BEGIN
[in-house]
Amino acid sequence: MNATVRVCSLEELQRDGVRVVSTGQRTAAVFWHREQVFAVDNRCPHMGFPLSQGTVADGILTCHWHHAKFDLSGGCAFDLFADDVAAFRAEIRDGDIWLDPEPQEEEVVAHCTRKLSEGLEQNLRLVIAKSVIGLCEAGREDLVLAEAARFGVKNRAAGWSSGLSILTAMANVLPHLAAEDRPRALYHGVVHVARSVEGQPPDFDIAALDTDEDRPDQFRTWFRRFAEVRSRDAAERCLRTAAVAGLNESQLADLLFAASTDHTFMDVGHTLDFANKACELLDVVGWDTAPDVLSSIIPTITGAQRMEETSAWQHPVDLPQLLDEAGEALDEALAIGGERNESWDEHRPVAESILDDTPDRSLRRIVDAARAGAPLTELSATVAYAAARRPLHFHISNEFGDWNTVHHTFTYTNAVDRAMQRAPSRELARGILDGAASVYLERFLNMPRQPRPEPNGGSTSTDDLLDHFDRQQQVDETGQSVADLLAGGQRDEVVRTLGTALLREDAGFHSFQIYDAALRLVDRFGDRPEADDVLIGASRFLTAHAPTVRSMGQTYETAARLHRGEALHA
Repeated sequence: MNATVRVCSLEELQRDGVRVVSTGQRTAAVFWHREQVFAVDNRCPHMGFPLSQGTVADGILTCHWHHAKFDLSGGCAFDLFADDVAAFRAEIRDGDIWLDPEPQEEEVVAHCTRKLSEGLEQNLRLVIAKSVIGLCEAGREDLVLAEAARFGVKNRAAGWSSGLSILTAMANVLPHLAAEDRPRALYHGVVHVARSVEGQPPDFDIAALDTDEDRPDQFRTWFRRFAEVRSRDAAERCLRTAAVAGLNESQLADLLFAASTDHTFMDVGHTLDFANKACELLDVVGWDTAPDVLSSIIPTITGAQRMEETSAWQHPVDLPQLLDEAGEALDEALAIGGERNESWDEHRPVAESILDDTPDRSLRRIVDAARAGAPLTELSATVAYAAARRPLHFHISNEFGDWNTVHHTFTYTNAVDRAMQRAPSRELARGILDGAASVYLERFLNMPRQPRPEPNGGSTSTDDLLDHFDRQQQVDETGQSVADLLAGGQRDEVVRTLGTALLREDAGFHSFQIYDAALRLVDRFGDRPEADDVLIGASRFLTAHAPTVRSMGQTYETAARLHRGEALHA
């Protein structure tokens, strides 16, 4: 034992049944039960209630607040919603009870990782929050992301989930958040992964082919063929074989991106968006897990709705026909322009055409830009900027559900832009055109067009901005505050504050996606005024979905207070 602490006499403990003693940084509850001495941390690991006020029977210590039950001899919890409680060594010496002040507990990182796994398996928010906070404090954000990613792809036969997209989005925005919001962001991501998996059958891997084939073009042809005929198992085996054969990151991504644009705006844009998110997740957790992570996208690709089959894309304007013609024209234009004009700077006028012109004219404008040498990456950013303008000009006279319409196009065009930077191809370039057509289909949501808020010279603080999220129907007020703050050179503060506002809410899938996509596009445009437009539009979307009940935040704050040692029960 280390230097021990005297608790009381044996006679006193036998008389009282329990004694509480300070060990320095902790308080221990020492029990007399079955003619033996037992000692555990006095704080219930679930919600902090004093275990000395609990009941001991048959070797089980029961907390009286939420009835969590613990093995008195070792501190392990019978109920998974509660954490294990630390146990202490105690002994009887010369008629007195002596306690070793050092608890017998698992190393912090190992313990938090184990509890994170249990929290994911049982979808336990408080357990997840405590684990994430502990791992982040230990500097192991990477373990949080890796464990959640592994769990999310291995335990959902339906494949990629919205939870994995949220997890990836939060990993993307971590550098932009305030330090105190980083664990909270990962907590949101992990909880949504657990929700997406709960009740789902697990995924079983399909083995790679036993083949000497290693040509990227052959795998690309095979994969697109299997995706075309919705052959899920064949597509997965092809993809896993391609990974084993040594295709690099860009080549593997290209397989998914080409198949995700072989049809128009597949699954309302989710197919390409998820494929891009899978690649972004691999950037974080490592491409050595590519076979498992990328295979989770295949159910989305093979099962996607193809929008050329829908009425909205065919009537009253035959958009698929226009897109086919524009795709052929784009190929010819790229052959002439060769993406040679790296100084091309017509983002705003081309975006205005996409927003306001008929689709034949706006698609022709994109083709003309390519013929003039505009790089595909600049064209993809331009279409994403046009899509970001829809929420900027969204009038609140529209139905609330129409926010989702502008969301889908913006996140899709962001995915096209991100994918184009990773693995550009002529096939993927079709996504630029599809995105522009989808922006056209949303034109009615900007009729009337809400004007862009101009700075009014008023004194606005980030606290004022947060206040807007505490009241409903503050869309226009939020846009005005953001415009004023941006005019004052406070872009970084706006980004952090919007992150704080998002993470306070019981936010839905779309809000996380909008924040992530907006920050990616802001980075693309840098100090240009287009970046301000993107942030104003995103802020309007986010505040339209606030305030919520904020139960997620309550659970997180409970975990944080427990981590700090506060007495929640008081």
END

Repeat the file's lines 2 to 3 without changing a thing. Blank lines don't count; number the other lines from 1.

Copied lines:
Amino acid sequence: MNATVRVCSLEELQRDGVRVVSTGQRTAAVFWHREQVFAVDNRCPHMGFPLSQGTVADGILTCHWHHAKFDLSGGCAFDLFADDVAAFRAEIRDGDIWLDPEPQEEEVVAHCTRKLSEGLEQNLRLVIAKSVIGLCEAGREDLVLAEAARFGVKNRAAGWSSGLSILTAMANVLPHLAAEDRPRALYHGVVHVARSVEGQPPDFDIAALDTDEDRPDQFRTWFRRFAEVRSRDAAERCLRTAAVAGLNESQLADLLFAASTDHTFMDVGHTLDFANKACELLDVVGWDTAPDVLSSIIPTITGAQRMEETSAWQHPVDLPQLLDEAGEALDEALAIGGERNESWDEHRPVAESILDDTPDRSLRRIVDAARAGAPLTELSATVAYAAARRPLHFHISNEFGDWNTVHHTFTYTNAVDRAMQRAPSRELARGILDGAASVYLERFLNMPRQPRPEPNGGSTSTDDLLDHFDRQQQVDETGQSVADLLAGGQRDEVVRTLGTALLREDAGFHSFQIYDAALRLVDRFGDRPEADDVLIGASRFLTAHAPTVRSMGQTYETAARLHRGEALHA
Repeated sequence: MNATVRVCSLEELQRDGVRVVSTGQRTAAVFWHREQVFAVDNRCPHMGFPLSQGTVADGILTCHWHHAKFDLSGGCAFDLFADDVAAFRAEIRDGDIWLDPEPQEEEVVAHCTRKLSEGLEQNLRLVIAKSVIGLCEAGREDLVLAEAARFGVKNRAAGWSSGLSILTAMANVLPHLAAEDRPRALYHGVVHVARSVEGQPPDFDIAALDTDEDRPDQFRTWFRRFAEVRSRDAAERCLRTAAVAGLNESQLADLLFAASTDHTFMDVGHTLDFANKACELLDVVGWDTAPDVLSSIIPTITGAQRMEETSAWQHPVDLPQLLDEAGEALDEALAIGGERNESWDEHRPVAESILDDTPDRSLRRIVDAARAGAPLTELSATVAYAAARRPLHFHISNEFGDWNTVHHTFTYTNAVDRAMQRAPSRELARGILDGAASVYLERFLNMPRQPRPEPNGGSTSTDDLLDHFDRQQQVDETGQSVADLLAGGQRDEVVRTLGTALLREDAGFHSFQIYDAALRLVDRFGDRPEADDVLIGASRFLTAHAPTVRSMGQTYETAARLHRGEALHA